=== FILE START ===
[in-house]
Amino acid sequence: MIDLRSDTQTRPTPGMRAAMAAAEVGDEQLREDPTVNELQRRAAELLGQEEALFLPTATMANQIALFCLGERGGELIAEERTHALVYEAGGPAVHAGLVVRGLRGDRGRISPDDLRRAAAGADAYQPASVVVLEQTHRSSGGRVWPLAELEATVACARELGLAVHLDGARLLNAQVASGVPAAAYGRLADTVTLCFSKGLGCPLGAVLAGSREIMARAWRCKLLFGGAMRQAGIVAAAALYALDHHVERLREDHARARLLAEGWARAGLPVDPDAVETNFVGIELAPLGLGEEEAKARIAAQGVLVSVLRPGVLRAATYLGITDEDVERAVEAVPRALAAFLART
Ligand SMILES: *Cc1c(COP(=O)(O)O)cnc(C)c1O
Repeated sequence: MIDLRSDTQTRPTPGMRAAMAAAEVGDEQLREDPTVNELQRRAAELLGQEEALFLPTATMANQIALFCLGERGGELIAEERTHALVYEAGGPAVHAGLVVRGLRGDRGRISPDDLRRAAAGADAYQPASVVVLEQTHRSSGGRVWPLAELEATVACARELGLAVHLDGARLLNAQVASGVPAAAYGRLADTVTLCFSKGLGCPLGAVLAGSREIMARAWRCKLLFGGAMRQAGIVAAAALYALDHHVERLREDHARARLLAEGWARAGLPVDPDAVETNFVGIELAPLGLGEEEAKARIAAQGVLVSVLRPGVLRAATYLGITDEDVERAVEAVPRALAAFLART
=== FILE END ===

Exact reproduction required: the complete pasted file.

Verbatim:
[in-house]
Amino acid sequence: MIDLRSDTQTRPTPGMRAAMAAAEVGDEQLREDPTVNELQRRAAELLGQEEALFLPTATMANQIALFCLGERGGELIAEERTHALVYEAGGPAVHAGLVVRGLRGDRGRISPDDLRRAAAGADAYQPASVVVLEQTHRSSGGRVWPLAELEATVACARELGLAVHLDGARLLNAQVASGVPAAAYGRLADTVTLCFSKGLGCPLGAVLAGSREIMARAWRCKLLFGGAMRQAGIVAAAALYALDHHVERLREDHARARLLAEGWARAGLPVDPDAVETNFVGIELAPLGLGEEEAKARIAAQGVLVSVLRPGVLRAATYLGITDEDVERAVEAVPRALAAFLART
Ligand SMILES: *Cc1c(COP(=O)(O)O)cnc(C)c1O
Repeated sequence: MIDLRSDTQTRPTPGMRAAMAAAEVGDEQLREDPTVNELQRRAAELLGQEEALFLPTATMANQIALFCLGERGGELIAEERTHALVYEAGGPAVHAGLVVRGLRGDRGRISPDDLRRAAAGADAYQPASVVVLEQTHRSSGGRVWPLAELEATVACARELGLAVHLDGARLLNAQVASGVPAAAYGRLADTVTLCFSKGLGCPLGAVLAGSREIMARAWRCKLLFGGAMRQAGIVAAAALYALDHHVERLREDHARARLLAEGWARAGLPVDPDAVETNFVGIELAPLGLGEEEAKARIAAQGVLVSVLRPGVLRAATYLGITDEDVERAVEAVPRALAAFLART